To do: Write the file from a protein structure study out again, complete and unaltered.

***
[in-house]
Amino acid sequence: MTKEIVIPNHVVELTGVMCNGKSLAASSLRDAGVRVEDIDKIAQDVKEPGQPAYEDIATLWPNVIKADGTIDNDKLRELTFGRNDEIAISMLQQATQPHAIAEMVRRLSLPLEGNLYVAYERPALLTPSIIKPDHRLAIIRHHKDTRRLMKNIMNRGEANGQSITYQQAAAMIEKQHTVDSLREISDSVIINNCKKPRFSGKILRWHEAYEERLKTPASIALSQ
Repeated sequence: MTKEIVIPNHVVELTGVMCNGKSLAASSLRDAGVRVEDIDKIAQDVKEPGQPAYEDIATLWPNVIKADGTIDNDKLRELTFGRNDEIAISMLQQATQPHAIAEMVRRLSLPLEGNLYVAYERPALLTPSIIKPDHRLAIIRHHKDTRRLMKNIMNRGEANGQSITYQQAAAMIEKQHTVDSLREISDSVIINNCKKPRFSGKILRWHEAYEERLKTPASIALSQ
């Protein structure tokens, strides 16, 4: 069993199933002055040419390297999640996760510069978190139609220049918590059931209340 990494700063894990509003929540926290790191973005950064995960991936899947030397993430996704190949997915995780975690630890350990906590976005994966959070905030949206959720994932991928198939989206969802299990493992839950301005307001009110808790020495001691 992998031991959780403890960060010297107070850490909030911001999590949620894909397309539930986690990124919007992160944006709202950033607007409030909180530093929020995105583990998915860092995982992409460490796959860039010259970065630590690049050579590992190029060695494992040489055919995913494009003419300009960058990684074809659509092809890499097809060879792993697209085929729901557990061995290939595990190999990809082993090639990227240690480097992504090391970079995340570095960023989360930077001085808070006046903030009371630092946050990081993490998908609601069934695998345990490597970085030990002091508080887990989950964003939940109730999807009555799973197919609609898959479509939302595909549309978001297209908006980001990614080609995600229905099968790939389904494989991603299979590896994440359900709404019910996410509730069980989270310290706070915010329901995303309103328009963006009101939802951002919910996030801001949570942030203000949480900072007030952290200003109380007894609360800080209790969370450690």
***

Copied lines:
[in-house]
Amino acid sequence: MTKEIVIPNHVVELTGVMCNGKSLAASSLRDAGVRVEDIDKIAQDVKEPGQPAYEDIATLWPNVIKADGTIDNDKLRELTFGRNDEIAISMLQQATQPHAIAEMVRRLSLPLEGNLYVAYERPALLTPSIIKPDHRLAIIRHHKDTRRLMKNIMNRGEANGQSITYQQAAAMIEKQHTVDSLREISDSVIINNCKKPRFSGKILRWHEAYEERLKTPASIALSQ
Repeated sequence: MTKEIVIPNHVVELTGVMCNGKSLAASSLRDAGVRVEDIDKIAQDVKEPGQPAYEDIATLWPNVIKADGTIDNDKLRELTFGRNDEIAISMLQQATQPHAIAEMVRRLSLPLEGNLYVAYERPALLTPSIIKPDHRLAIIRHHKDTRRLMKNIMNRGEANGQSITYQQAAAMIEKQHTVDSLREISDSVIINNCKKPRFSGKILRWHEAYEERLKTPASIALSQ
């Protein structure tokens, strides 16, 4: 069993199933002055040419390297999640996760510069978190139609220049918590059931209340 990494700063894990509003929540926290790191973005950064995960991936899947030397993430996704190949997915995780975690630890350990906590976005994966959070905030949206959720994932991928198939989206969802299990493992839950301005307001009110808790020495001691 992998031991959780403890960060010297107070850490909030911001999590949620894909397309539930986690990124919007992160944006709202950033607007409030909180530093929020995105583990998915860092995982992409460490796959860039010259970065630590690049050579590992190029060695494992040489055919995913494009003419300009960058990684074809659509092809890499097809060879792993697209085929729901557990061995290939595990190999990809082993090639990227240690480097992504090391970079995340570095960023989360930077001085808070006046903030009371630092946050990081993490998908609601069934695998345990490597970085030990002091508080887990989950964003939940109730999807009555799973197919609609898959479509939302595909549309978001297209908006980001990614080609995600229905099968790939389904494989991603299979590896994440359900709404019910996410509730069980989270310290706070915010329901995303309103328009963006009101939802951002919910996030801001949570942030203000949480900072007030952290200003109380007894609360800080209790969370450690």